7. Colony Fecundity: A product of per capita fecundity and colony density, indicating the total reproductive output of the colony.
Usage Notes
  • Potential Applications: This dataset can serve as a basis for further research into plant social behavior, conservation efforts, or ecological studies of the relationship between different plant species.
Additional Information
  • Missing Data Codes: The dataset uses 'non' to indicate no guests present.
  • Abbreviations: 'non' refers to no guest present; specific guest species are abbreviated: 'Zea.pus.' for Zealandia pustulata, Oph.pen. for Ophioglossum pendulum, Den.gra. for Dendrobium gracilicaule, Psi.nud. for Psilotum nudum and Fic.mac. for Ficus macrophylla.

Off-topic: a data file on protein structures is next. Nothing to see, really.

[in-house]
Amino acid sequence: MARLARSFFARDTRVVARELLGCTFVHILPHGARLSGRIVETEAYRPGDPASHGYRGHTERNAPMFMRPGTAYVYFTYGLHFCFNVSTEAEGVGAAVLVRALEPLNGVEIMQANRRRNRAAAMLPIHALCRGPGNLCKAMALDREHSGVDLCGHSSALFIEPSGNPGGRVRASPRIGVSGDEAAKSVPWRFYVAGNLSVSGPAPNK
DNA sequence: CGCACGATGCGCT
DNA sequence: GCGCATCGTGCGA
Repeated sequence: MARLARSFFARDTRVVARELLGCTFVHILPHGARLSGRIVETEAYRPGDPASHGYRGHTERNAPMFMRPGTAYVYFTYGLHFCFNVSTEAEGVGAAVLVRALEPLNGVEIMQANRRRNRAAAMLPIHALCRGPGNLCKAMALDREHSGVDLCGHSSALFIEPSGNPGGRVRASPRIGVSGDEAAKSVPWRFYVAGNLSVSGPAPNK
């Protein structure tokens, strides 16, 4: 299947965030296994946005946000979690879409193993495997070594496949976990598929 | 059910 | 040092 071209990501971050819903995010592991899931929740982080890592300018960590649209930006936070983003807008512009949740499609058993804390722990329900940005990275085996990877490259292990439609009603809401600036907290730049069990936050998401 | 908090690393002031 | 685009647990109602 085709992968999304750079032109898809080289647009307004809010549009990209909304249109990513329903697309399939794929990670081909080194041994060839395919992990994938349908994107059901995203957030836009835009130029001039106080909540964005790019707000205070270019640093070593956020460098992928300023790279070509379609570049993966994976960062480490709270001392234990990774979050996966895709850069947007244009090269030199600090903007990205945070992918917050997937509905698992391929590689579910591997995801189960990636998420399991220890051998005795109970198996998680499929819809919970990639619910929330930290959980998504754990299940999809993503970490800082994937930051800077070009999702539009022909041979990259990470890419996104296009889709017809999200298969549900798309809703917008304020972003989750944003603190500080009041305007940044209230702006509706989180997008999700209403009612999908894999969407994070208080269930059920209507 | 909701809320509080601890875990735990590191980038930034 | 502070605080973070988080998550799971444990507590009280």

Methods

The genus Platycerium comprises 18 epiphytic species with a pantropical distribution (Kreier & Schneider, 2006). The ‘common staghorn fern’ (P. bifurcatum) occurs on the Sunda Islands, Eastern Australia, Lord Howe Island and New Guinea (Hoshizaki, 1972; Kreier & Schneider, 2006). Our research focused on staghorn ferns occurring in Lord Howe Island (LHI), a volcanic island of <15 km2 in area (31°33'S, 159°05'E), located app. 500 km east of Australia in the Tasman Sea. Although the island supports a diverse range of habitats (Harris et al., 2005), lowland areas are dominated by stunted tropical dry forest, where P. bifurcatum colonies are located within arm’s reach (Dawes et al., 2020).